Between 1871 and 1914, there were no wars between the acknowledged great powers. At first, this seems like an outrageous run of good fortune. After all, the international system had emerged from a series of wars in the 1850s and 1860s, there had been no general peace conference at which the great powers acknowledged the legitimacy of the system, the great powers embarked on aggressive expansionist policies by the early 1880s, and there were regular crises throughout the period. Yet peace was maintained for more than four decades, the longest period of peace between the great powers until the end of the Cold War. The maintenance of peace owed much to the development of the alliance system, the relative flexibility of great power alignments, the expansion of the great powers around the globe, and their willingness to expand at the expense of weaker states, including the ‘dying nations’, as the British prime minister, Lord Salisbury, called them, the Ottoman, Chinese, and Persian empires, rather than each other. Tensions were leavened by long-standing practices and norms in European politics, including great power congresses and compensation.
The disintegration of the Ottoman and Chinese empires, however, exacerbated great power tensions. Both were managed, just about, without war between the great powers, although Russia and Japan, the latter not being considered a great power, fought in the Far East in 1904–5. The disintegration of Ottoman power, partly the outcome of great power policies, partly due to the internal problems facing the empire, accelerated from 1908, and especially from 1911 onwards. Moreover, in 1912 and 1913, the great powers lost control over the collapse of the Ottoman Empire in Europe, as smaller Balkan states – Bulgaria, Greece, Montenegro, Romania, and Serbia – carved out their own foreign policy agendas. These wars also upset the already fragile norms that had underpinned great power since 1871. Austria-Hungary was the great power most affected by these developments, and by 1913, the stability of the international system rested on whether its perceived decline could be arrested or managed without a war.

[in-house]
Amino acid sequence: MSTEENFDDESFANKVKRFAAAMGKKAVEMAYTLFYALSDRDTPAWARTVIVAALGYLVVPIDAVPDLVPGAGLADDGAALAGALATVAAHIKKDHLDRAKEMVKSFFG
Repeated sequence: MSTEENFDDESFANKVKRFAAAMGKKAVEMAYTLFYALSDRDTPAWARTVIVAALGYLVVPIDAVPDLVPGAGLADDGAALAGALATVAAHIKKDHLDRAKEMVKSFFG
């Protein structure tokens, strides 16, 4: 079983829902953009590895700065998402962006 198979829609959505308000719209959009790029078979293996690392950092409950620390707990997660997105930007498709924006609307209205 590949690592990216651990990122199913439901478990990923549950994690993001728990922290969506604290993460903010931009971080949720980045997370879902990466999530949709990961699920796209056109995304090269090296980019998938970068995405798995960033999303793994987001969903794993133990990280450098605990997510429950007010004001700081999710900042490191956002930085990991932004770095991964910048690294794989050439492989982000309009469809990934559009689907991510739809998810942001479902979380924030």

The Development of the Alliance System, 1871–1894
Between 1854 and 1871, all the great powers had fought in a series of wars, which destroyed the remnants of the 1815 Vienna Settlement. The wars of Italian and German unification had forged two nation-states, which took their place alongside the other great powers, Britain, Russia, Austria, and France.